So, what are the characteristics of high performing teams and what can we learn from the Men’s 8+ rowing team and apply to our (working) lives. What even is performance when you take it back as far as you can.
“Focus on performance and success will take care of itself.”
p.222, Will It Make The Boat Go Faster?
Performance has a wide range of meaning, however pertinent to the points I want to make I think these two are best:
- the execution or accomplishment of work, acts, feats, etc.
- the manner in which or the efficiency with which something reacts or fulfils its intended purpose.
Performance for the Men’s 8+ was lake speed or rowing speed. They worked on their rowing technique to increase their boat speed. Sometimes they would see a big shift in their performance, however more often it was the small changes (the one or two percenters) that made a difference. Diet, rest, training routines, mood all had a bearing on their performance.
Remember that performance was their concrete layer within their crazy goal of winning gold, it was something they could control and work on and improve. The team learnt and were coached on performance. They learnt about the sweet spot between pressure and performance (the ‘goldilocks zone’) where you perform at your best. In the end they learnt how to measure their own performance: they would have to, nobody was going to measure it for them during the Olympic final. They also learnt about experiments. Edison conducted over 3,000 experiments, and on each failed experiment he celebrated as he had learned or proven something which took him nearer to his goal.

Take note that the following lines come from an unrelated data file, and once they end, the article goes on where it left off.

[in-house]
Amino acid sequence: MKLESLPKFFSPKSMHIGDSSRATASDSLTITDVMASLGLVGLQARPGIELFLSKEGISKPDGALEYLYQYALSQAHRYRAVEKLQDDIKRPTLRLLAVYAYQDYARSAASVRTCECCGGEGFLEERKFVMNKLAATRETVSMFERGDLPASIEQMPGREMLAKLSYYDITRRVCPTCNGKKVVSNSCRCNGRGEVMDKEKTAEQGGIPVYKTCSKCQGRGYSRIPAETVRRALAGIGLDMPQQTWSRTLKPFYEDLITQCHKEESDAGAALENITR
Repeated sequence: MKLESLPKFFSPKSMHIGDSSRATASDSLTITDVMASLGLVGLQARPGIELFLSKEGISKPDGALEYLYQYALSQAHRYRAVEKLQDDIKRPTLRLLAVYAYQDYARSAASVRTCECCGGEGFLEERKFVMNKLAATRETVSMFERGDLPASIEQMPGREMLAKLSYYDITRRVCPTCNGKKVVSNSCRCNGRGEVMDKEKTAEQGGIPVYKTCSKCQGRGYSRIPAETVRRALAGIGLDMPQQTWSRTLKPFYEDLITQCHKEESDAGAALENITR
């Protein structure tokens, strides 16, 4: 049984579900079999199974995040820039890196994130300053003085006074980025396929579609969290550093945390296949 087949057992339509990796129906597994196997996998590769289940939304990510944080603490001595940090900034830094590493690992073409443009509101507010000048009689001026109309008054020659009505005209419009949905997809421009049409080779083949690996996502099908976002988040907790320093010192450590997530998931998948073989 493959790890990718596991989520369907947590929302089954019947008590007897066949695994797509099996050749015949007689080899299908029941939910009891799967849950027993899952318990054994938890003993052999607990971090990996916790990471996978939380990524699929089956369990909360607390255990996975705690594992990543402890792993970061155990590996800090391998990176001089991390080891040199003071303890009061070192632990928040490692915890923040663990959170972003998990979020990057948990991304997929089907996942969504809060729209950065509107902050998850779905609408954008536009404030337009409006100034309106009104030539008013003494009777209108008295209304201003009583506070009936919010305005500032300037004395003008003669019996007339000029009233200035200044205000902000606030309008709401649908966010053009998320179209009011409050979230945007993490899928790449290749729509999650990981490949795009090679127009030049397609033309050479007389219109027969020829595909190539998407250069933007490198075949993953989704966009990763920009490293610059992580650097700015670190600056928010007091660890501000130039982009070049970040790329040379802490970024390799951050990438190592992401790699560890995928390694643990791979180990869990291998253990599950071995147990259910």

With Agile, you can measure your performance through velocity (how many story points the team completed) or how you are doing against your goal, or even more nuanced criteria such as the happiness or mood or growth of the team.
The Men’s 8+ established a strong team culture, expected behaviours and a goal that bound them together. But they also exhibited a lot of behaviours that fit into being a high performing or self-organising (the Agile term) team.
High performance conversations
You have better conversations by having a common language. As teams that spend a lot of time together it is important to establish a common language. A common language is a pre-cursor to effective communication. Being aware that the conversation should serve you personally, the other individuals in the conversation and the wider context (the business for example) is valuable. In the book they mention the three-legged milking stool as an analogy of effective conversations serving the needs of the people in the room and the wider context; without all three the conversation is not as powerful or productive as it could be. For every conversation and session they had a clear purpose and reviewed how it had gone, whether it had fulfilled the purpose.
Team rules and guides